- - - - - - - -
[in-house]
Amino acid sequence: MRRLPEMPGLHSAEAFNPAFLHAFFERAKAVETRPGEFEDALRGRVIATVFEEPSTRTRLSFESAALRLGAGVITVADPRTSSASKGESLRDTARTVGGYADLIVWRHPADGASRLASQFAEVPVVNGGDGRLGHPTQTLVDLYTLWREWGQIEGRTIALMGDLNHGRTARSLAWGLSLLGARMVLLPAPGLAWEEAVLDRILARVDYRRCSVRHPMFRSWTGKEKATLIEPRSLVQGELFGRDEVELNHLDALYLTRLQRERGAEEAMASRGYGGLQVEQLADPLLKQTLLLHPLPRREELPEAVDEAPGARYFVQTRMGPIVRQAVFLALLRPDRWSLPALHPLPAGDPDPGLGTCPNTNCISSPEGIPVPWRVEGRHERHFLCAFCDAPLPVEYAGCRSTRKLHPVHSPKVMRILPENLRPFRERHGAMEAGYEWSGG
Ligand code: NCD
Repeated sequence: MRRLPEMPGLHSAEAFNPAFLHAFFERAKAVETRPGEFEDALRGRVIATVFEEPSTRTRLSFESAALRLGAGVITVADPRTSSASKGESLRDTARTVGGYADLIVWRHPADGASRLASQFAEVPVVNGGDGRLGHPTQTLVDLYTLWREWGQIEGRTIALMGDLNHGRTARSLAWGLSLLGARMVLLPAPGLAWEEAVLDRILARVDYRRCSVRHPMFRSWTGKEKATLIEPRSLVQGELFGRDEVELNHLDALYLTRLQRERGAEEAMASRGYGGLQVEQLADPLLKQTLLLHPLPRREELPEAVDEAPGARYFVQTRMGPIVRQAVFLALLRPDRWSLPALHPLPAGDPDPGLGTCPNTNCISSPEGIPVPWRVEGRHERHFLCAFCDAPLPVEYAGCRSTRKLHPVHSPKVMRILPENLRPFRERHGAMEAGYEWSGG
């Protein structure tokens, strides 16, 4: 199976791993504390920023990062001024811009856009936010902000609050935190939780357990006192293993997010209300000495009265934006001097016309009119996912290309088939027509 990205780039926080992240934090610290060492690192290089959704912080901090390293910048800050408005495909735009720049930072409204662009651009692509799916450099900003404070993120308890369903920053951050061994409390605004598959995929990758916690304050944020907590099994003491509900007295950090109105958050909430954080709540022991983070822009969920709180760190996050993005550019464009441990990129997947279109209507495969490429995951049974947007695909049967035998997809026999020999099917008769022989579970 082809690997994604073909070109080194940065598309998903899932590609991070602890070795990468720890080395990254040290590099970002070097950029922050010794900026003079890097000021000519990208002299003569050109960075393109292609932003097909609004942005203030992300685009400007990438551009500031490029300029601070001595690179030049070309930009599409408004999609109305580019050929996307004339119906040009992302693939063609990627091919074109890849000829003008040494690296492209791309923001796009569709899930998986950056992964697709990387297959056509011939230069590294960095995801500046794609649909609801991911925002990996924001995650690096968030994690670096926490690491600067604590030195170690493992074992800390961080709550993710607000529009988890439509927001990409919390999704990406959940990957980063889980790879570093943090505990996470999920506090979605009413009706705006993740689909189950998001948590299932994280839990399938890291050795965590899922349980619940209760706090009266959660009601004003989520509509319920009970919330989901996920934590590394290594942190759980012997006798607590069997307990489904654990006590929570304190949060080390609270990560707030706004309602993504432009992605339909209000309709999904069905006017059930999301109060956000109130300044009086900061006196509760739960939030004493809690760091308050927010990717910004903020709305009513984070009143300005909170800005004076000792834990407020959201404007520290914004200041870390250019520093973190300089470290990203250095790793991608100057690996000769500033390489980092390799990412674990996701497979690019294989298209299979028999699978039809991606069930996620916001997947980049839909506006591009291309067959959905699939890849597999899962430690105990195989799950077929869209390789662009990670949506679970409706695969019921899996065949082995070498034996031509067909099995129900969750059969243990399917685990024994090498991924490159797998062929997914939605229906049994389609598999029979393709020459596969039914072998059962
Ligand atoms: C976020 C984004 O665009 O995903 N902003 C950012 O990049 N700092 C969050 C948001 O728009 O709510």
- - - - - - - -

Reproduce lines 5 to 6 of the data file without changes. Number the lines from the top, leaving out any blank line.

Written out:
């Protein structure tokens, strides 16, 4: 199976791993504390920023990062001024811009856009936010902000609050935190939780357990006192293993997010209300000495009265934006001097016309009119996912290309088939027509 990205780039926080992240934090610290060492690192290089959704912080901090390293910048800050408005495909735009720049930072409204662009651009692509799916450099900003404070993120308890369903920053951050061994409390605004598959995929990758916690304050944020907590099994003491509900007295950090109105958050909430954080709540022991983070822009969920709180760190996050993005550019464009441990990129997947279109209507495969490429995951049974947007695909049967035998997809026999020999099917008769022989579970 082809690997994604073909070109080194940065598309998903899932590609991070602890070795990468720890080395990254040290590099970002070097950029922050010794900026003079890097000021000519990208002299003569050109960075393109292609932003097909609004942005203030992300685009400007990438551009500031490029300029601070001595690179030049070309930009599409408004999609109305580019050929996307004339119906040009992302693939063609990627091919074109890849000829003008040494690296492209791309923001796009569709899930998986950056992964697709990387297959056509011939230069590294960095995801500046794609649909609801991911925002990996924001995650690096968030994690670096926490690491600067604590030195170690493992074992800390961080709550993710607000529009988890439509927001990409919390999704990406959940990957980063889980790879570093943090505990996470999920506090979605009413009706705006993740689909189950998001948590299932994280839990399938890291050795965590899922349980619940209760706090009266959660009601004003989520509509319920009970919330989901996920934590590394290594942190759980012997006798607590069997307990489904654990006590929570304190949060080390609270990560707030706004309602993504432009992605339909209000309709999904069905006017059930999301109060956000109130300044009086900061006196509760739960939030004493809690760091308050927010990717910004903020709305009513984070009143300005909170800005004076000792834990407020959201404007520290914004200041870390250019520093973190300089470290990203250095790793991608100057690996000769500033390489980092390799990412674990996701497979690019294989298209299979028999699978039809991606069930996620916001997947980049839909506006591009291309067959959905699939890849597999899962430690105990195989799950077929869209390789662009990670949506679970409706695969019921899996065949082995070498034996031509067909099995129900969750059969243990399917685990024994090498991924490159797998062929997914939605229906049994389609598999029979393709020459596969039914072998059962
Ligand atoms: C976020 C984004 O665009 O995903 N902003 C950012 O990049 N700092 C969050 C948001 O728009 O709510």